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The word Meditation is not Sanskrit but Latin. There is no Sanskrit word which would embrace all practices for such parts of human being as memory, attention, senses, thoughts, intellect, or individuality. Only about a hundred years ago the word meditation became connected with yoga. But now we are using it. Here we are going to express our understanding of this word.

Meditations in classical yoga - quantity and typology

What is the number of meditations within classical yoga? (And we are not talking about objects of meditation, but about different types of conscious psychological activity)

We counted around 70, regardless of synonyms.

70 techniques, each of which has its own name and a specific manner of performing, references in classical texts and a specific purpose.

In Vijnana Bhairava Tantra alone there are 4-5 different types of meditation, just like in Vishuddha Magga.

In a wide sense, meditation (psychopractice) is first of all an exercise (abhyasa). According to Patanjaly, each abhyasa (exercise) contains repeatability, constancy and duration of effort.

The most important thing is effort. Shiva Sutra says:

Practitioner (sadhaka) is one who makes an effort (yatna).

However, what should you focus your efforts and exercise on?

We can distinguish three places which are the three levels of mind, which correspond to the three levels of the psyche in the broadest sense of the word.

The first level is “physiological”, determined by the genotype and partly by activity in early childhood.

At this level, there are the qualities of various mental functions:

• speed of thought,
• memory capacity,
• resistance to emotions and their intensity,
• dynamic volume of attention and its fatigue, etc.

The second level is functional or methodical. It is not about mental physiology, but about the skills of correct performing certain interpsychic operations. Example:

• memorization or recall techniques,
• logic and methodology of intellectual research,
• techniques of argumentation and reasonable doubt,
• techniques and methods of self-control in the emotional sphere.

Correlation of levels is quite obvious – a person with a good speed of thinking is effective if he/she thinks methodically correctly. Otherwise, it drives the “processor” in vain. Although, provided a person has the right techniques, he/she is more effective than an untrained person.

Meditations at this level are the development of the internal culture of memory, thinking, emotions, etc. The practices on this level also affect the first level due to the plasticity of the brain.

The third, highest level is existential. Here we have:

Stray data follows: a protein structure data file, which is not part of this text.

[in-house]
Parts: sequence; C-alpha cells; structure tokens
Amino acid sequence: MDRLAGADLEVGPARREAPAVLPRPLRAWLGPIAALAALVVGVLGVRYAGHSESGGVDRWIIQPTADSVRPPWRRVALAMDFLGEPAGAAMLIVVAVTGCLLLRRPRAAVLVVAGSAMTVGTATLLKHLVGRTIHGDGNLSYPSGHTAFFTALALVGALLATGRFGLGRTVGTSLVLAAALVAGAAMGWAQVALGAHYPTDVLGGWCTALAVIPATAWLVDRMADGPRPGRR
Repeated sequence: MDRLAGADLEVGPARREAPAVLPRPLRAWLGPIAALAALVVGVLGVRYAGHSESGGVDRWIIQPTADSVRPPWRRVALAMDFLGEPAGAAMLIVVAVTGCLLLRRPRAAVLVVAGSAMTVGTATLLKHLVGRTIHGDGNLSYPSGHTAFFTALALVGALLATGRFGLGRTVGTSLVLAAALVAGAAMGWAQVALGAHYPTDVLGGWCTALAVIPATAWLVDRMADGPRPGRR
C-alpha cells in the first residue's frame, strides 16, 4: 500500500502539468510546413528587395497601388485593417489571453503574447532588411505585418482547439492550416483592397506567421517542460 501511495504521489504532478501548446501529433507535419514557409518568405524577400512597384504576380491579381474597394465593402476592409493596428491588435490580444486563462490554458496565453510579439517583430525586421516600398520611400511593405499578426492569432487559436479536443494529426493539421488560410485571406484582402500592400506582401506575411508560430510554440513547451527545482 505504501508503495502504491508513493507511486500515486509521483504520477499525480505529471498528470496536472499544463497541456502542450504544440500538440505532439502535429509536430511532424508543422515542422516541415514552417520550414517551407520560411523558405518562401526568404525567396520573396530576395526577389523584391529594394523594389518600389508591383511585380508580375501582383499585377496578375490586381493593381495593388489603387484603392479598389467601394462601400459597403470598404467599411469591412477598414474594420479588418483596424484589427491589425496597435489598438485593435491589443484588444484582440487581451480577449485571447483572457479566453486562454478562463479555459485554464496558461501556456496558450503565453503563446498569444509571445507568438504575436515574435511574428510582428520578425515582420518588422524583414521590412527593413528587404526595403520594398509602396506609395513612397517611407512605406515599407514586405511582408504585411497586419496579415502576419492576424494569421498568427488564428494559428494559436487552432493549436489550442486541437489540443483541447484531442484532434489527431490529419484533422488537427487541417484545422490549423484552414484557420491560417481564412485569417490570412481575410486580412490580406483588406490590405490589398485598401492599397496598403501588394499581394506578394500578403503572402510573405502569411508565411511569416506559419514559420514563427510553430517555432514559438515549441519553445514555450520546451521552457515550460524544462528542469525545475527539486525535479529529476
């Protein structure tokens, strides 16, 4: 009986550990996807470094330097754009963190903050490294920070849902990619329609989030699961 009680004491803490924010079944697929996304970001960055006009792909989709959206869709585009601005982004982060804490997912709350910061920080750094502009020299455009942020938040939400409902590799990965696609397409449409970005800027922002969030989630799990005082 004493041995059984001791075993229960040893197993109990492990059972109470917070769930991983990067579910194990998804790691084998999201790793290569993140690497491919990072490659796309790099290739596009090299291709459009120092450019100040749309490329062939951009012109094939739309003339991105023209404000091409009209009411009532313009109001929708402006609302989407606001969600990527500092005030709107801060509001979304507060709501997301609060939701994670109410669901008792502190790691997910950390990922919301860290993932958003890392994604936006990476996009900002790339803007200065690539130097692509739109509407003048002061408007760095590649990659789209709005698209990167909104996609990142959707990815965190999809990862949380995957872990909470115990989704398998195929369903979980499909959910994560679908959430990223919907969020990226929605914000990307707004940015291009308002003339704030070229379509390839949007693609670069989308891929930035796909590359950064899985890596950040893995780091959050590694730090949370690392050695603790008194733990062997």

• real motivation (which is the basis for actual ethical choices),
• worldview,
• attitudes towards certain types of reactions (from behavioral to intellectual) to external factors.

This level is the most important one, but is unattainable without the previous ones. No wonder the “Yoga Sutra” begins not with “subtle” meditations, but with an epistemological description of the correct methods of cognition belonging to the second level…

In classical yoga, there are sets of meditations that correspond to each of these levels.

The source is Andriy Safronov’s Telegram channel “Notes in the Margins of Ancient Texts”

Division of meditations according to the nature of influence

∎ Memory

Exercises for developing the ability to operate one's own memory.

∎ Attention

Meditations that train the ability to manage active attention.

∎ Senses

Practices that form the desired state of senses.

∎ Cognition

Methods of correct thinking with the help of which you can acquire new knowledge.
This meditation class presents searching for an answer to a question.

Effect of meditation

Can we call all actions with memory, attention, sensations and thinking a meditation in the spiritual sense ?

Can we consider wandering thoughts from object to object in a circle, learning information by heart, uncontrolled mentions, fantasizing as meditation?
If we call conscious actions that have a goal a meditation, then no, not all types of mental activity are meditation, since not all of them are conscious and most arise involuntarily. But they can also carry spiritual potential. This is true if we define meditation not by form, but by effect - the birth of existential experiences. Or, in other words, the emergence of deep and lasting transformations occurring in a person.

Meditation combines mental activity and existential experiences. That is, changes self-esteem, motivation, identity, anything that “expands” the psyche to the spiritual.